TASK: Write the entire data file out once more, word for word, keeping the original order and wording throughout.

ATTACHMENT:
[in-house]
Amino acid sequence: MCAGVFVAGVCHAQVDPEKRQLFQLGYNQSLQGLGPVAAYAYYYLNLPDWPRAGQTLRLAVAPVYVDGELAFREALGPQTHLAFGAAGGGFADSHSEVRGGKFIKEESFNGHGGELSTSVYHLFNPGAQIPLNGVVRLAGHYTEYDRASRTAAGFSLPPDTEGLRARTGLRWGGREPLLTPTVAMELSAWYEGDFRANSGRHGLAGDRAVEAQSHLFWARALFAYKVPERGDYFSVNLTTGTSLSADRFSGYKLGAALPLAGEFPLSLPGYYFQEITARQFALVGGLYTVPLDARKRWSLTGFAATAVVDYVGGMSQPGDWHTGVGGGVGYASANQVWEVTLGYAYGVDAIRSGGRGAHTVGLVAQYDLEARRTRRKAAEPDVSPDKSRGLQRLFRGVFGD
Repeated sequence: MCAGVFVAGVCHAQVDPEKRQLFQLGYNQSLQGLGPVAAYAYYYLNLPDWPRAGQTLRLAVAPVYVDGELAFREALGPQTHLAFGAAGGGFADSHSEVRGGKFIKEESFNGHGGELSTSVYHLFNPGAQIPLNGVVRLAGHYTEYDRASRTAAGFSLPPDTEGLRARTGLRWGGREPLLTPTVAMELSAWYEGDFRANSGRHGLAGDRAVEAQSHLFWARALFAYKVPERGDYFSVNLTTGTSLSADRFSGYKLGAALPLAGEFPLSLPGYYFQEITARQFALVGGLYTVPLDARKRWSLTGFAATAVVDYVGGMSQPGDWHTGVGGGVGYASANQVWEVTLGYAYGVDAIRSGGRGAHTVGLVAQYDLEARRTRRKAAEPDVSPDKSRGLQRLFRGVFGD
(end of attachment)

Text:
[in-house]
Amino acid sequence: MCAGVFVAGVCHAQVDPEKRQLFQLGYNQSLQGLGPVAAYAYYYLNLPDWPRAGQTLRLAVAPVYVDGELAFREALGPQTHLAFGAAGGGFADSHSEVRGGKFIKEESFNGHGGELSTSVYHLFNPGAQIPLNGVVRLAGHYTEYDRASRTAAGFSLPPDTEGLRARTGLRWGGREPLLTPTVAMELSAWYEGDFRANSGRHGLAGDRAVEAQSHLFWARALFAYKVPERGDYFSVNLTTGTSLSADRFSGYKLGAALPLAGEFPLSLPGYYFQEITARQFALVGGLYTVPLDARKRWSLTGFAATAVVDYVGGMSQPGDWHTGVGGGVGYASANQVWEVTLGYAYGVDAIRSGGRGAHTVGLVAQYDLEARRTRRKAAEPDVSPDKSRGLQRLFRGVFGD
Repeated sequence: MCAGVFVAGVCHAQVDPEKRQLFQLGYNQSLQGLGPVAAYAYYYLNLPDWPRAGQTLRLAVAPVYVDGELAFREALGPQTHLAFGAAGGGFADSHSEVRGGKFIKEESFNGHGGELSTSVYHLFNPGAQIPLNGVVRLAGHYTEYDRASRTAAGFSLPPDTEGLRARTGLRWGGREPLLTPTVAMELSAWYEGDFRANSGRHGLAGDRAVEAQSHLFWARALFAYKVPERGDYFSVNLTTGTSLSADRFSGYKLGAALPLAGEFPLSLPGYYFQEITARQFALVGGLYTVPLDARKRWSLTGFAATAVVDYVGGMSQPGDWHTGVGGGVGYASANQVWEVTLGYAYGVDAIRSGGRGAHTVGLVAQYDLEARRTRRKAAEPDVSPDKSRGLQRLFRGVFGD